Princess Diana's Favorite Garden: All About the Floral Haven Where William and Harry Are Unveiling Her Statue
Princess Diana's beloved forget-me-nots and scents of lavender will fill the air of the Sunken Garden
On Thursday, which would have been Diana's 60th birthday, the brothers are unveiling a new tribute to "England's Rose" in the Sunken Garden at Kensington Palace.
More than 4,000 flowers have been planted — in addition to 200 roses, 100 forget-me-nots (Diana's favorite flower) and 300 tulips of three varieties, there are 500 lavender plants, 50 sweet peas and 100 dahlias.
The newly created deeper flower borders and a more generous lawn was designed to "create a calmer and more reflective setting for the statue," Kensington Palace said in a statement.
On Thursday, the William and Harry will be joined by Diana's close family members, statue committee members, the statue's creator Ian Rank-Broadley and Sunken Garden designer Pip Morrison for a small, personal unveiling ceremony.
Designed by Morrison, the space was refashioned by a five-gardener team led by Graham Dillamore, the deputy head of Gardens and Estates at Historic Royal Palaces, which manages the palace.
The Sunken Garden will be the permanent home of the statue and was one of The Princess's favorite locations.
Dillamore explains in a statement, "While she was in residence at Kensington Palace, Diana, Princess of Wales regularly admired the changing floral displays in the Sunken Garden and would always stop to talk with me and the other gardeners who cared for it."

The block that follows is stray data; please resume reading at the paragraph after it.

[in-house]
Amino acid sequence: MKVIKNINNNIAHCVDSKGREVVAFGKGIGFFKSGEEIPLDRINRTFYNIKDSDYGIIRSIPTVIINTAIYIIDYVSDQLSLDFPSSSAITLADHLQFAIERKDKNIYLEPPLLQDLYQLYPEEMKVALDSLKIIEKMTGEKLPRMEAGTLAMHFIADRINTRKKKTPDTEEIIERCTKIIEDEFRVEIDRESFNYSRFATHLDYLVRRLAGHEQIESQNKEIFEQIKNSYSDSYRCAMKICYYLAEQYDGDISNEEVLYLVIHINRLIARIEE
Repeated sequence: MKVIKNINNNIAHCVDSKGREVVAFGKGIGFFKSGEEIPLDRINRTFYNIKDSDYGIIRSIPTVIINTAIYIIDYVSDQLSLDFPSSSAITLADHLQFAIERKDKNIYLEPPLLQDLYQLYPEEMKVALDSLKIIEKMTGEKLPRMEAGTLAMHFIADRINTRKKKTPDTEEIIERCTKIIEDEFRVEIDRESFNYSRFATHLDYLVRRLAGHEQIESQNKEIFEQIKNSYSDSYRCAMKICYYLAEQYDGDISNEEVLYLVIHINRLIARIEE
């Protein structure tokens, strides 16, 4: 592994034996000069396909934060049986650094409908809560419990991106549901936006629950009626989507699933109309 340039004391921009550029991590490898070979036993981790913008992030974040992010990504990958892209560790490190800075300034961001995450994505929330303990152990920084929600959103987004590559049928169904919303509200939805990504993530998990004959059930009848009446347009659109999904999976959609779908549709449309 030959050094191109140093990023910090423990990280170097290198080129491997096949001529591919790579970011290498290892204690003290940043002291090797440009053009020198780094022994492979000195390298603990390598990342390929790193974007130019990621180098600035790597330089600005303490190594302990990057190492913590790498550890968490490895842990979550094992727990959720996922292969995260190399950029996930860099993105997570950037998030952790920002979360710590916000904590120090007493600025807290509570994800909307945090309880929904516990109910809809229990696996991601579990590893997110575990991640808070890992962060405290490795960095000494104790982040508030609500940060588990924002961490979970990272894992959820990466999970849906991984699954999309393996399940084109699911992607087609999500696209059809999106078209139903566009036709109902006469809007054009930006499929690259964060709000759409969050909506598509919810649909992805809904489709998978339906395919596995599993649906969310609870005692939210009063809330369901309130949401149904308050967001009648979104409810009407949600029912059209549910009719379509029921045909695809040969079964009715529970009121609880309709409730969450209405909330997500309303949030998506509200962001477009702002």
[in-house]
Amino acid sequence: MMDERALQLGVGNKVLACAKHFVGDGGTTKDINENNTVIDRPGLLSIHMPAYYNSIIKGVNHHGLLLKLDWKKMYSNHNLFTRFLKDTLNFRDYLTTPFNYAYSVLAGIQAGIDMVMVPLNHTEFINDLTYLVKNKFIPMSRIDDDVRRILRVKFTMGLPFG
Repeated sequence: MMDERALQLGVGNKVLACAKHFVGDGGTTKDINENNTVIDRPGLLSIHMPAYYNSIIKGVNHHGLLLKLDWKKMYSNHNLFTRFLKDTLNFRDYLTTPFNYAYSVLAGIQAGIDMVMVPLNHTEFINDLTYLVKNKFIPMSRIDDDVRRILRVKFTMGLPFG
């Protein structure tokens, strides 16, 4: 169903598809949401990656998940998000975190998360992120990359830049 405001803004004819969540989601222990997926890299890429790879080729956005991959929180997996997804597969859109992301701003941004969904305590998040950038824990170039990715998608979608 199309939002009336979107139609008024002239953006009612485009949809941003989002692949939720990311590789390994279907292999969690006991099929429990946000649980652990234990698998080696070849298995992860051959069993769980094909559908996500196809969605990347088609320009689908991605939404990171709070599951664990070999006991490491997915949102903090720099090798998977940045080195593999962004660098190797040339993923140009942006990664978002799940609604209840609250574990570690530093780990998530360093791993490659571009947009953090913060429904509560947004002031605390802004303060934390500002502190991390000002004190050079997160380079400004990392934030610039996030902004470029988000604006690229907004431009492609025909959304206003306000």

Continues Dillamore, "Over three decades later, I'm honoured to have been part of the team preparing the garden for the installation of this statue. We've incorporated a number of the Princess's favourite flowers into the design, and I hope that visitors to the palace and gardens will enjoy its peaceful setting, and take a moment to reflect on the life and legacy of the Princess."
Morrison adds in a statement: "This has been a very special project to work on, as the Sunken Garden was a favourite place of Diana, Princess of Wales. We have worked carefully to ensure that the new layout and planting scheme compliments the statue, providing a calming place for people who visit Kensington Palace to remember The Princess."
It's not the first time the garden has been redesigned in recent years. In 2017, the garden was temporarily renamed The White Garden and planted with flowers in white and soft pastel colors, which took inspiration from items from The Princess's wardrobe then on display in the palace.
The Sunken Garden was created in 1908 for King Edward VII and was inspired by the 17th century Dutch style Pond Garden at Hampton Court Palace. The garden and statue of Diana will be free to view during Historic Royal Palaces opening hours.